The Greenville-Spartanburg suburban office submarkets consists of 13.05 million square feet. No buildings were under construction, nor were there new construction deliveries this quarter. However, there are currently four proposed offices to be built which will add 274,720 square feet to the suburbs. The suburban offices posted a negative absorption of 57,302 square feet during the third quarter of 2020. Most of the negative absorption occurred within the I-385/85 submarket in Class B offices. Due to the negative activity, the suburban vacancy rate rose from 7.62% during the second quarter of this year to 8.06% this quarter. The overall average rental rate for the remaining suburban office space was $18.84 per square foot, the averages ranged from $25.50 per square foot in Class A I-385/85 suburban office space down to $8.00 per square foot in Class C Spartanburg County offices.
During the third quarter of 2020, there were 37 office sale transactions. Also, according to CoStar, and 58 leases were signed within the Greenville-Spartanburg submarkets, including two new leases totaling 30,652 square feet at 104 South Main Street..
Office-using employment are those jobs related to the professional and business services, financial activities and information sectors, within the combined Greenville-Spartanburg-Anderson Combined Statistical Area (CSA). According to the most recent April 2020 data from the Bureau of Labor Statistics, there are a total of 116,400 office-using jobs in the Greenville-Spartanburg-Anderson CSA. The office-using employment total is 10,211 less than it was 1 year ago due to pandemic job loss. As employers and employees find their comfort zone regarding COVID-19, some of the losses may be recovered when people are able to return to work. According to the Bureau of Labor Statistics, as of July 2020, the unemployment rate in the Spartanburg MSA was 9.9% and the Greenville-Mauldin-Easley MSA was 7.9%- both areas are lower than the national unemployment rate of 10.2%.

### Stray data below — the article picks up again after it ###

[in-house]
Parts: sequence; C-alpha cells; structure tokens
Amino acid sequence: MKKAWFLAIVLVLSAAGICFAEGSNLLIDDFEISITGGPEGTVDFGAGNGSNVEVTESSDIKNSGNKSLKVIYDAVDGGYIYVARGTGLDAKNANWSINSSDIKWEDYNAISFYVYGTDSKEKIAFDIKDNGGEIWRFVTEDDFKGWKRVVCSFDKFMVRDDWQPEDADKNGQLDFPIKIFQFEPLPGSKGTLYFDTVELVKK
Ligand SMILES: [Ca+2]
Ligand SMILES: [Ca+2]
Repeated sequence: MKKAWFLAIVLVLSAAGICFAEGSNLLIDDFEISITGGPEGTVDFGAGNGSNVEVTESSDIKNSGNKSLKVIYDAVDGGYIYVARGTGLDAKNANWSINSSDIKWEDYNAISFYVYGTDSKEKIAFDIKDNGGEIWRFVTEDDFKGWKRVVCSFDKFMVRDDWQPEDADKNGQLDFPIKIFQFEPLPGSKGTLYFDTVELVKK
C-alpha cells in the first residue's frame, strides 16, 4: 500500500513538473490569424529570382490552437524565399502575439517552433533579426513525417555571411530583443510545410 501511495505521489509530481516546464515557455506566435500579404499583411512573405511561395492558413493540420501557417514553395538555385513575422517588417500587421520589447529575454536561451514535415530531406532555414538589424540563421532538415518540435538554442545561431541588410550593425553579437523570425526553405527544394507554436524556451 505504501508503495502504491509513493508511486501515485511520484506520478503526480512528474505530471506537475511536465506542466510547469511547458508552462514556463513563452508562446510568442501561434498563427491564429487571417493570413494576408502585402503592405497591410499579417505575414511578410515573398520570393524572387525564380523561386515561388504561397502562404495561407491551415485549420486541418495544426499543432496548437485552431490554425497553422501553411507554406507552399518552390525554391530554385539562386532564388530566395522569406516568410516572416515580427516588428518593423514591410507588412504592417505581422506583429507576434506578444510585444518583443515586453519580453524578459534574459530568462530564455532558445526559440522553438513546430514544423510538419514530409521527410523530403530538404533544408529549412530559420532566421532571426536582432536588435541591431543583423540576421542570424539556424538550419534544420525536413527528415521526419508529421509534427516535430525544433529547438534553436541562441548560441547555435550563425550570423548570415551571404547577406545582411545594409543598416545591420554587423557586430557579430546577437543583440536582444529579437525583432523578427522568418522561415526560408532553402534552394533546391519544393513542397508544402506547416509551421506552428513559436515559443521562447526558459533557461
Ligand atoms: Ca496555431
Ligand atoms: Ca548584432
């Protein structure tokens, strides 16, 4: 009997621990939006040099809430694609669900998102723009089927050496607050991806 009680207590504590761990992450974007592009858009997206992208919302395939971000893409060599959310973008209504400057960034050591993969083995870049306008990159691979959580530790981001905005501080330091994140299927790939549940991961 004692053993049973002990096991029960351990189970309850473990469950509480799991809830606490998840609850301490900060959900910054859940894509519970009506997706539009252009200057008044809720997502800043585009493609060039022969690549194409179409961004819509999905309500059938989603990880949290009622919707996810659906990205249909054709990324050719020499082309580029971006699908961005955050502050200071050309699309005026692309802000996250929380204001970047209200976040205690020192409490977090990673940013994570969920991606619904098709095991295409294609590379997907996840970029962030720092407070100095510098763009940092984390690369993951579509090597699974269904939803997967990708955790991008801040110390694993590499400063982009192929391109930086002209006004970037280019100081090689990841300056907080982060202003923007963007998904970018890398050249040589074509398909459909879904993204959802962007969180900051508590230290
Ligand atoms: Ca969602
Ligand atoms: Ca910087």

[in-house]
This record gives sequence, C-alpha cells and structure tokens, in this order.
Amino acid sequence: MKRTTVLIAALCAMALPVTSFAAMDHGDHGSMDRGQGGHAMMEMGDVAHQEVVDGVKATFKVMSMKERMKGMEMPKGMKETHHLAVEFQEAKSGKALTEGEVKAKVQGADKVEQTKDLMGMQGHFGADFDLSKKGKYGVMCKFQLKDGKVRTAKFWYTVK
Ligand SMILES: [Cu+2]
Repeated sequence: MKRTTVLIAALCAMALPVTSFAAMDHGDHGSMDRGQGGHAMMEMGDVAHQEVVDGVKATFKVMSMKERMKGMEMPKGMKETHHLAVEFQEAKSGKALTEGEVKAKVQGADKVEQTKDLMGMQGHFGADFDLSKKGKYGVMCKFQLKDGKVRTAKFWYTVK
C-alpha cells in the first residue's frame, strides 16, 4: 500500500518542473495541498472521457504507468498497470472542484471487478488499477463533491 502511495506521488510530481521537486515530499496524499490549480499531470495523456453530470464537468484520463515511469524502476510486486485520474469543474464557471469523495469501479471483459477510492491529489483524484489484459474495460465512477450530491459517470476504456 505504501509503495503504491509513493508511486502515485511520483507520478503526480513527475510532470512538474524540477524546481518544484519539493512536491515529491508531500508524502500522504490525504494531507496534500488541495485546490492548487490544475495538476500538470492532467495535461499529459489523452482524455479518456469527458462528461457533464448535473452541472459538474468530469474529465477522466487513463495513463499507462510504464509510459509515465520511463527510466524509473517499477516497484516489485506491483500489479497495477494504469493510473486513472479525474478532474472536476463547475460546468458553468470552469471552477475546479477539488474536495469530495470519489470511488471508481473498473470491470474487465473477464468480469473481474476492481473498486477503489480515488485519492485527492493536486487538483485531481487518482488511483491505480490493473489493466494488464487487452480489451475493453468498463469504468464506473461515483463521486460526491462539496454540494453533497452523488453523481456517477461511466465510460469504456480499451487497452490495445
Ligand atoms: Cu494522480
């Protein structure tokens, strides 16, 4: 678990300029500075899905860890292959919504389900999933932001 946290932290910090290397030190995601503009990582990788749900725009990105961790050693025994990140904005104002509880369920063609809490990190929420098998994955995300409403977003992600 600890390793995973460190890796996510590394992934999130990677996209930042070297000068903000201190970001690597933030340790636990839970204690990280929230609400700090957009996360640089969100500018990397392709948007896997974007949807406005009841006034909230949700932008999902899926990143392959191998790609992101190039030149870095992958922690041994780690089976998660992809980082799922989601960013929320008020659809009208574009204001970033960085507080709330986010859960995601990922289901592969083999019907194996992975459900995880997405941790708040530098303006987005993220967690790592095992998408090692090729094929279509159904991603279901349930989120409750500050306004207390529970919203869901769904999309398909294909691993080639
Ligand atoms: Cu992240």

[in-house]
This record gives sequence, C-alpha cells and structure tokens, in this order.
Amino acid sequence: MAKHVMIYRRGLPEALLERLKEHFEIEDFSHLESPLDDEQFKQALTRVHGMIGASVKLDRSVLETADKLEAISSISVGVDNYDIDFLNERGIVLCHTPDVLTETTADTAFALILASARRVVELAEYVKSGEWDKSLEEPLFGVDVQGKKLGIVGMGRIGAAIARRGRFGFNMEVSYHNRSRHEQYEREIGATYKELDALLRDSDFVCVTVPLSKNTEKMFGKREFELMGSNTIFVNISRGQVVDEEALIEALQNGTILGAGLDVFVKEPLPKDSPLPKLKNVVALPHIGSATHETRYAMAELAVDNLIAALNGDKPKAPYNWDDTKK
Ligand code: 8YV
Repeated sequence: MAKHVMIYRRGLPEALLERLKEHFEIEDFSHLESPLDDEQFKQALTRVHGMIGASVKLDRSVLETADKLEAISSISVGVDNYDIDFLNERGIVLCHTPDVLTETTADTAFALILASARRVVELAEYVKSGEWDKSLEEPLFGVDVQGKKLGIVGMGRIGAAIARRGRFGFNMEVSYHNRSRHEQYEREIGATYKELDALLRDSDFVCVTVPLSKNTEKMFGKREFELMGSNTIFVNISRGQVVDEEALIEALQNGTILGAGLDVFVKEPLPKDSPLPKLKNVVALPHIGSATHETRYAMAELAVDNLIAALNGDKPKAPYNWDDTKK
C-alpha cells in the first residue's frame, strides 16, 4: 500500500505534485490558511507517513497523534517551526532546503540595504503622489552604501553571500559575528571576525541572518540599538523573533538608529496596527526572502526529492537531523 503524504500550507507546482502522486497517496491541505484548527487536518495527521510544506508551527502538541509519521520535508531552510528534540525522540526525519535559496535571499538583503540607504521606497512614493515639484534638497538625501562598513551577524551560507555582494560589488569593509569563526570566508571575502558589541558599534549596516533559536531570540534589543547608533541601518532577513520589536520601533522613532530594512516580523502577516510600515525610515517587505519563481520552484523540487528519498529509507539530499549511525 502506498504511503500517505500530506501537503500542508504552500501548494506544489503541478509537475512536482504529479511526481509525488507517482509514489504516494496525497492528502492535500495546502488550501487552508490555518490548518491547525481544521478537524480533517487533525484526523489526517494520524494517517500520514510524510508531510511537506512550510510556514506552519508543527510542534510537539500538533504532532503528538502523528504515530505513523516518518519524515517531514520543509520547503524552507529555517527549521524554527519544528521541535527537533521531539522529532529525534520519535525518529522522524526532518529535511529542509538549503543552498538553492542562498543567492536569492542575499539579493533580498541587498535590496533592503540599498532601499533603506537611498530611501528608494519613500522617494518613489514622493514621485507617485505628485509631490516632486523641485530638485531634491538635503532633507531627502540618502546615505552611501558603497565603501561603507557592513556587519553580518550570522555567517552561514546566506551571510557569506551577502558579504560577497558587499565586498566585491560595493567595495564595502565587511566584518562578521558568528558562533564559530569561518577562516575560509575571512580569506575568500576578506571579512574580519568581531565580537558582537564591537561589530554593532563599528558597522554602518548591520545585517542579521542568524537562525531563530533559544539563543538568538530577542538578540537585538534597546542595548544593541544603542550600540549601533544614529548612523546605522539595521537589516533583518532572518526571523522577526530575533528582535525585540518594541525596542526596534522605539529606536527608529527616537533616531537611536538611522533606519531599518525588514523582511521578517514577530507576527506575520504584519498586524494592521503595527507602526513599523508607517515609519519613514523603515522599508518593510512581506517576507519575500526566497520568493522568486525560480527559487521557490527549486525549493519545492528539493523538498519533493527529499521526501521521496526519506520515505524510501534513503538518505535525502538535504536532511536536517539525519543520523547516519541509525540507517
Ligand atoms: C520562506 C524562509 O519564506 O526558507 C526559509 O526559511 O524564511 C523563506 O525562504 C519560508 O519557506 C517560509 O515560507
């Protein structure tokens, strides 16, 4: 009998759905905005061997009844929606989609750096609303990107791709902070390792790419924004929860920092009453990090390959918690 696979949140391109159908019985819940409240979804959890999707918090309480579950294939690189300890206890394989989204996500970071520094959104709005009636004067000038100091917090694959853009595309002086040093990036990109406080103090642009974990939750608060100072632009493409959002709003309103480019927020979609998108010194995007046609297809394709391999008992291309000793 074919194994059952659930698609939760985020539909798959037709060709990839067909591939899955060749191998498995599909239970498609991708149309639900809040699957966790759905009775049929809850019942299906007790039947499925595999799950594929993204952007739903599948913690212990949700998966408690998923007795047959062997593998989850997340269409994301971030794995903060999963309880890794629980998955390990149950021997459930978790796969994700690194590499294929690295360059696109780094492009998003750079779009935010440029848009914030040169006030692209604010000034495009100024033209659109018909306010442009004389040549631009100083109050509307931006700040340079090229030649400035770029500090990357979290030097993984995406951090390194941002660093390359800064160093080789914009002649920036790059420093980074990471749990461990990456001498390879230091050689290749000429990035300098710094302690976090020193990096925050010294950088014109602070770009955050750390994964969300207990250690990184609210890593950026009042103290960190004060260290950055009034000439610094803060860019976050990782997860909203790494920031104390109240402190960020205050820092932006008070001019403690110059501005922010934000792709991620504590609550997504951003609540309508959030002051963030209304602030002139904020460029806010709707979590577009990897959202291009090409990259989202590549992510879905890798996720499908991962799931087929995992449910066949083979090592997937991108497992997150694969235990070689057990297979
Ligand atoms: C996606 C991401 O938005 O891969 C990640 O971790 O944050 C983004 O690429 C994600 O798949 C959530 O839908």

Even though the Greenville-Spartanburg office absorption was negative this quarter, deals are still being made. The affects of the Coronavirus have started to become apparent; however, the market deal velocity is still high and is expected to steadily continue. Sale transactions will be popular for smaller businesses who wish to own their own space, because interest rates are at an all time low. Rental rates are rising each quarter as owners keep up with rising operational costs to comply with pandemic building standards; however, some landlords may choose to lower rental rates in the coming quarters in order to compete with sublease availabilities.
A Note Regarding COVID-19
As we publish this report, the U.S. and the world at large are facing a tremendous challenge, the scale of which is unprecedented in recent history. The spread of the novel Coronavirus (COVID-19) is significantly altering day-to-day life, impacting society, the economy and, by extension, commercial real estate.
The extent, length and severity of this pandemic is unknown and continues to evolve at a rapid pace. The scale of the impact and its timing varies between locations. To better understand trends and emerging adjustments, please subscribe to Colliers’ COVID-19 Knowledge Leader page for resources and recent updates.